Gateshead’s miraculous start following a summer of upheaval
By Glenn Moore
Four matches into the new Vanarama National League season the table has a surprising look. Pre-season favourites Salford City are lower mid-table, having not won until their fourth match. Last season’s play-off finalists Boreham Wood are only a point higher. Three other fancied clubs, Leyton Orient, play-off regulars Aldershot, and newly relegated Barnet, have also been slow to settle.
Meanwhile, in second, level on points with early leaders Wrexham, are Gateshead, which is remarkable considering the Heed nearly folded in the summer and were without a contracted player two months ago. When a takeover failed to materialise chairman and then-owner Richard Bennett considered closing down the football club, already the third such incarnation in the Tyneside town.
Instead the budget was slashed and the club reverted to part-time with an emphasis on building a squad of young, local players. Steve Watson, the former Newcastle United defender who had returned to the area to manage the Heed, agreed to sign on for another year. However, at best it looked as if it would be a season of fighting relegation, with a view to buying the club time.
Then, ten days before the season started, Dr Ranjan Varghese, a Hong Kong-based businessman with a background in ship-building design, bought the club. He has since installed a locally-based operations director, Michael Williams, and a London-based sporting director, former agent Chris Hawes. Watson retains control of playing matters and, in a major coup, has signed former Newcastle centre-half Mike Williamson, a veteran of more than 400 senior appearances, 134 of them in the Premier League.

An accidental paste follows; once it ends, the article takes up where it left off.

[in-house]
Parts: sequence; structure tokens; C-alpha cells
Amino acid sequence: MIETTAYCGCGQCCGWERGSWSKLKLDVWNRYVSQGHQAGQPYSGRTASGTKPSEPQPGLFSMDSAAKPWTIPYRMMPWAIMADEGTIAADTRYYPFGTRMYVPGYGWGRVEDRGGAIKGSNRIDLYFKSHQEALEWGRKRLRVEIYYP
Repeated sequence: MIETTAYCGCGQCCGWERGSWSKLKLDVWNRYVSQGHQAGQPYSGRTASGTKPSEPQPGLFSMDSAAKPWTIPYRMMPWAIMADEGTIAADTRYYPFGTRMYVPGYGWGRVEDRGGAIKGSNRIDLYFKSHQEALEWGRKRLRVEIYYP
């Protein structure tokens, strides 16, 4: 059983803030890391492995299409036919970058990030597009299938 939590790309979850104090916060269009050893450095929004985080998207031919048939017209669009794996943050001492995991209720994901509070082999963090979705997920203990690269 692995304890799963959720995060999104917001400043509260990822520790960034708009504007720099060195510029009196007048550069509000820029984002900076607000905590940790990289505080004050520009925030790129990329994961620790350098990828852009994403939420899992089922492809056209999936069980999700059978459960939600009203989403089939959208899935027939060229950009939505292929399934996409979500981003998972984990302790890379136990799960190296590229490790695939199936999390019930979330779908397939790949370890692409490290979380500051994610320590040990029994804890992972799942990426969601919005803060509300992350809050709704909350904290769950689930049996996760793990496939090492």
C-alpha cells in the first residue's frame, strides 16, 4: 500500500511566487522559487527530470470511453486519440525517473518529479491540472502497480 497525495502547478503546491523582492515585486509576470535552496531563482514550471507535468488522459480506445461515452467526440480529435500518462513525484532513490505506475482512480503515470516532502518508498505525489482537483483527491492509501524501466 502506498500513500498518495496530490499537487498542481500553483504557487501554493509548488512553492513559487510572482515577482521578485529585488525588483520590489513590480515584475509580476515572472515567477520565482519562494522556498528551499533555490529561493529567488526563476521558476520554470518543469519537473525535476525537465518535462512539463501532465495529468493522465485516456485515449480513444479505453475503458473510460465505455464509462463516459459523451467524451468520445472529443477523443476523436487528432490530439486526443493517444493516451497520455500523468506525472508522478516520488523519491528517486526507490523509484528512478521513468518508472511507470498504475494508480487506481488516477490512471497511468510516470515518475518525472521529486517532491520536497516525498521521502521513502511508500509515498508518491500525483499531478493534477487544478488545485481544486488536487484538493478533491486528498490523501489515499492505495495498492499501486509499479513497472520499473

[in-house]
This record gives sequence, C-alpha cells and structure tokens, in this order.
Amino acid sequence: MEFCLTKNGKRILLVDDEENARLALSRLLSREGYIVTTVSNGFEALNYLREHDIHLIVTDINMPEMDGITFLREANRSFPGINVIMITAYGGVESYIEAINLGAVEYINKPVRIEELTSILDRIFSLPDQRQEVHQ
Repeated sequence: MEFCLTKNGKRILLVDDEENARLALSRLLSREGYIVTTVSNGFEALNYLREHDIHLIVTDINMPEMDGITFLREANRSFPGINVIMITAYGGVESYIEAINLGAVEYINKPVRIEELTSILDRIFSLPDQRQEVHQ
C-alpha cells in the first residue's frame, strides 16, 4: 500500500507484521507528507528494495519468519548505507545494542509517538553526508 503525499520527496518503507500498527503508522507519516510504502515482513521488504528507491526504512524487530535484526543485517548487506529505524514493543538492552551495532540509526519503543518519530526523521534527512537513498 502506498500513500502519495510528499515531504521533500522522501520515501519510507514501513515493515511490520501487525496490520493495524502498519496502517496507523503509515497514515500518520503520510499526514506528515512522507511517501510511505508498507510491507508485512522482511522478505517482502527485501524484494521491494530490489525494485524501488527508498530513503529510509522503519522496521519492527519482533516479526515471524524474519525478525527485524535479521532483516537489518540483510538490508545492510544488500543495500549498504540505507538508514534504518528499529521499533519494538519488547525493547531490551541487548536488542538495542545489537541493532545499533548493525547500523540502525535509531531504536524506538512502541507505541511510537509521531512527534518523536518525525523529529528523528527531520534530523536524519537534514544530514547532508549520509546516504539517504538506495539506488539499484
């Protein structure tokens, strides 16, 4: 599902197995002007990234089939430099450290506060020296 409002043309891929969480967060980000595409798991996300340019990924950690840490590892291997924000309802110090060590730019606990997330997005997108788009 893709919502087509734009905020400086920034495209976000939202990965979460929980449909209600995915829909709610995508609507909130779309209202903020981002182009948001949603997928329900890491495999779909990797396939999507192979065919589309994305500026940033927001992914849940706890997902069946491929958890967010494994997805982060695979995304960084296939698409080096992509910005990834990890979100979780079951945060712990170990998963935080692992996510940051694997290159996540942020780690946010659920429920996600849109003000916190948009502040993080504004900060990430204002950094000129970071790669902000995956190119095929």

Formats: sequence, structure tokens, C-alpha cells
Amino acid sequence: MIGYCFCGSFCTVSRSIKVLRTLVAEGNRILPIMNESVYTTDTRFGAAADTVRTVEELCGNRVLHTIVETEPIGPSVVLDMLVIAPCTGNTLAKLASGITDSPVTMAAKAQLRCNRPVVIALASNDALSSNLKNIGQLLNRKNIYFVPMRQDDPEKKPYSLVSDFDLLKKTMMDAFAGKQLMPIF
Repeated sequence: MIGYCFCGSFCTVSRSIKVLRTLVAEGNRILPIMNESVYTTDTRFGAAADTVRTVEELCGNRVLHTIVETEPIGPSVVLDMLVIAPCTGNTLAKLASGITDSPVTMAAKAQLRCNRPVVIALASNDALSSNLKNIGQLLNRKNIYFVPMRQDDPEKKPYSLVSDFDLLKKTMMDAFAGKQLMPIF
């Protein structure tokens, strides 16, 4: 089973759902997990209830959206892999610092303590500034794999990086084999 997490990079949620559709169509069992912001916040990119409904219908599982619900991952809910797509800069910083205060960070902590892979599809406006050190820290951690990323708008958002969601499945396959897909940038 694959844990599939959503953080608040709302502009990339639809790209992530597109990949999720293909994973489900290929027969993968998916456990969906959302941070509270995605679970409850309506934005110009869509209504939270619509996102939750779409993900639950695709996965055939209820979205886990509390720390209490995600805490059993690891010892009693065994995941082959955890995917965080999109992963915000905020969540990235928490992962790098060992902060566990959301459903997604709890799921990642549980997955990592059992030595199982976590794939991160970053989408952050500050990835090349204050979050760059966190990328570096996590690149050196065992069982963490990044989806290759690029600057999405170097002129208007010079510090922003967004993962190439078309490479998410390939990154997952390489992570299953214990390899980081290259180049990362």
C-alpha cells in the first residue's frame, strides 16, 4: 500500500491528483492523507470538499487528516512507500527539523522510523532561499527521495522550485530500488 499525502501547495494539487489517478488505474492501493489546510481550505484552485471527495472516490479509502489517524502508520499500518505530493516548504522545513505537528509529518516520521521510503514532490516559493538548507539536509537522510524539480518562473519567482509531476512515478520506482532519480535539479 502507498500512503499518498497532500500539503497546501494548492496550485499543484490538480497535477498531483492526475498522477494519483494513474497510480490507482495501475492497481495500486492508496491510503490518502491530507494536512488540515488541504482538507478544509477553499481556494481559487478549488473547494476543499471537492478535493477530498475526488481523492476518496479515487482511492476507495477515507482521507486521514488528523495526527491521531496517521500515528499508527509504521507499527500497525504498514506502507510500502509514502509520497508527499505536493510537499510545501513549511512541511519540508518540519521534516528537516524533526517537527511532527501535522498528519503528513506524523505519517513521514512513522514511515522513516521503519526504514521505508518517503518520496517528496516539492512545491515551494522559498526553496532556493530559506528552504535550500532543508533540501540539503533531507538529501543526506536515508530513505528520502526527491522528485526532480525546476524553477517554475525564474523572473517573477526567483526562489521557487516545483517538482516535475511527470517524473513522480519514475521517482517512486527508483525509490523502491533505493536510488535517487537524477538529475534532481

Like Watson, who quit promotion-bound Macclesfield to join Gateshead last season, Williamson wanted to move back to the north-east. With the rest of the squad an average age 24 the 34-year-old brings valuable experience. Williamson made his debut in the 2-1 win over Dover Athletic that completed an impressive opening trio of victories with successes at Maidstone United then at home to Salford City. Gateshead then took home a point from them 500-mile midweek round-trip to Boreham Wood with a late equaliser from Steven Rigg.
The new owner, Williams told supporters, has a five-year plan to establish Gateshead as ‘an established, self-sustaining League Two club rooted in the community’ and maintaining the focus on recruiting young players from an area with a notable football heritage.
The 2,264 that turned out for last season’s FA Trophy semi-final home leg with Bromley indicated there is some potential on the east bank of the Tyne, but it will not be easy to realise. That was an unusually big match with the crowd boosted by neither Newcastle nor Sunderland playing that weekend. Gateshead International Stadium, built for athletics rather than football, with a running track and rarely fans behind the goals, is usually less atmospheric. Attendances averaged just 853 last season, less than ten per cent of capacity.
Nevertheless, at a time when so many of the area’s passionate football fans are feeling frustrated by their clubs Watson’s young team could offer a refreshing alternative.
For more on Gateshead, visit: https://www.gateshead-fc.com/
For more on the Vanarama National League, visit: http://www.thenationalleague.org.uk/
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